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Arguments Against the Anthropic Principle (Anthropic Principle 5)

As has been said, all versions of the Anthropic Principle (except the Weak Anthropic Principle) are highly controversial. They are by no means the only theories that claim to explain the anthropic coincidences. Among the other proposed cosmologies are the Many Worlds and the Baby Universes, both of which are often used as arguments against the validity of the Anthropic Principle and it’s many variations.

The Many Worlds cosmology states that every time a quantum event occurs, such as a superposed particle collapsing to a (somewhat) definite location, the Universe splits into many, one for each possible location of the particle. In each new universe, the particle is in just one of the possibilities, but all the new universes together contain within them all the possible locations of the particle.

Considering how many quantum events there have been since the beginning of the Universe, the number of branch-universes would be staggeringly immense. It is by virtue of this huge number, and the fact that these universes embody all possible outcomes for every quantum event that has ever occurred, that the proponents of this theory claim to have a more scientific alternative than the Anthropic Principle. With all possibilities existing, it is only logical that such an improbable, though definitely possible, Universe would exist.


The Baby Universes theory is even more outlandish than the aforementioned idea of multiple, undetectable universes. It’s basic premise is that black holes create baby universes, and that there is a sort of natural selection, evolution if you will, going on in which the universes that can produce more black holes win out over those that don’t, thus propagating their physical laws (or laws very similar, as no offspring is exactly like a parent). According to this theory, all the matter and energy that a black hole swallows somehow “bounces back” under conditions very like our Big Bang, only perpendicular to our space-time, creating a baby universe whose physical laws are very similar to that of it’s parent, our Universe. Those who use this theory as an argument against the Anthropic Principle say that instead of our Universe being tailor-made for humanity, it’s geared toward the production of black holes, and humans are a sort of parasite in the greater organism of the Universe.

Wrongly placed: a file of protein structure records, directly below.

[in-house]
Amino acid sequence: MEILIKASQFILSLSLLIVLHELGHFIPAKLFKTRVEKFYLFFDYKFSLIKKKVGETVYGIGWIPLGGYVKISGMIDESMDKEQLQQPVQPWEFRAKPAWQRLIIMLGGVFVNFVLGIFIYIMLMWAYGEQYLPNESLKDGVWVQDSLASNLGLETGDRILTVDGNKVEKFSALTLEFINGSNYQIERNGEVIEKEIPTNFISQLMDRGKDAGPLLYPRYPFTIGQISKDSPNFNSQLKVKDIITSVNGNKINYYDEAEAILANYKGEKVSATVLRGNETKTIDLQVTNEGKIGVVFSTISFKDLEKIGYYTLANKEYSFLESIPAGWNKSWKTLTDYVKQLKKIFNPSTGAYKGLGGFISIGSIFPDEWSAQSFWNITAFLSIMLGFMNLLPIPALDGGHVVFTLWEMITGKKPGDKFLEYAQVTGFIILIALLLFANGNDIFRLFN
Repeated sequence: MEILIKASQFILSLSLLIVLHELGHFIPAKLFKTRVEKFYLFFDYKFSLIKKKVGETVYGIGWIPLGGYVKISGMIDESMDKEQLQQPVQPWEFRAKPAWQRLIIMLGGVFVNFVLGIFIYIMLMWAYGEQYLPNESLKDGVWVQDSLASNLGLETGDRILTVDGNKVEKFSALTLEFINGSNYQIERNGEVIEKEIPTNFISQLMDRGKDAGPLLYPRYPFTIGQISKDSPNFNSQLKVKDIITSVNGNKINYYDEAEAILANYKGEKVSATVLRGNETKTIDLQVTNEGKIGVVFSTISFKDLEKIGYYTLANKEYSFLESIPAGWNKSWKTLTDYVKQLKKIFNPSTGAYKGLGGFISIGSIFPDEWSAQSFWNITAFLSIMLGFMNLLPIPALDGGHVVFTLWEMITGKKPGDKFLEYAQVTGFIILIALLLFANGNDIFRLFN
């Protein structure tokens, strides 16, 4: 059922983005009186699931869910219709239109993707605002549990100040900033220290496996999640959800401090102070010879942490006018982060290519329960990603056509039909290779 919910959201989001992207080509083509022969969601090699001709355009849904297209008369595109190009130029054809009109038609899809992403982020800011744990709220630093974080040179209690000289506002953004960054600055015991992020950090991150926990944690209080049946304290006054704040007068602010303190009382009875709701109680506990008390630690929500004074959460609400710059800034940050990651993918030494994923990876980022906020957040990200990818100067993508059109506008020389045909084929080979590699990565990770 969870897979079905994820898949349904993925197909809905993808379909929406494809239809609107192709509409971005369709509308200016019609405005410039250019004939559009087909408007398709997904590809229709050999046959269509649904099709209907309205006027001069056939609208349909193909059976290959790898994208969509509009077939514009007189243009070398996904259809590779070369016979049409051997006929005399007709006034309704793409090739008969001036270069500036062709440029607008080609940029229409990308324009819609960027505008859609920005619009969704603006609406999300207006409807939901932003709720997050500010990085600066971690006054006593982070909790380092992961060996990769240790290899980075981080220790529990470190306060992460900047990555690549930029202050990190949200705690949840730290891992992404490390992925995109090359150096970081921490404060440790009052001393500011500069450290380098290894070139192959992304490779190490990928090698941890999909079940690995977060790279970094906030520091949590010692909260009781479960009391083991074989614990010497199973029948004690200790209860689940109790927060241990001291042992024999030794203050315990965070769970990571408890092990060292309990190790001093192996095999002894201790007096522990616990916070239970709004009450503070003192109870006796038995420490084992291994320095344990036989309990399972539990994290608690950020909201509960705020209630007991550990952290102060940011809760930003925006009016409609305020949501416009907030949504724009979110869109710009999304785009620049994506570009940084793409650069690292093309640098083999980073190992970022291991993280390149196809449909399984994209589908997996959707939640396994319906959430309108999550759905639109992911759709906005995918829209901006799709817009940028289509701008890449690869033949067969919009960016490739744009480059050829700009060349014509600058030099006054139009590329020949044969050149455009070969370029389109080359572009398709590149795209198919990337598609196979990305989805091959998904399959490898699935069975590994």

These are some very intriguing ideas. They may have more truth to them than the various Anthropic Principles, and they may not. The fact is, all of these arguments are theories based on theories based on theories, and completely untestable, at least at our current technology level. Quite a lot like the more controversial Strong and Final Anthropic Principles. In the end, I suppose, it’s just a matter of personal preference which theory, the God hypothesis or one of the Many Worlds cosmologies, you choose to believe in, for now.

Source: Physics SFSU

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This entry was posted on May 16, 2015 by in General, Physics and tagged , , .

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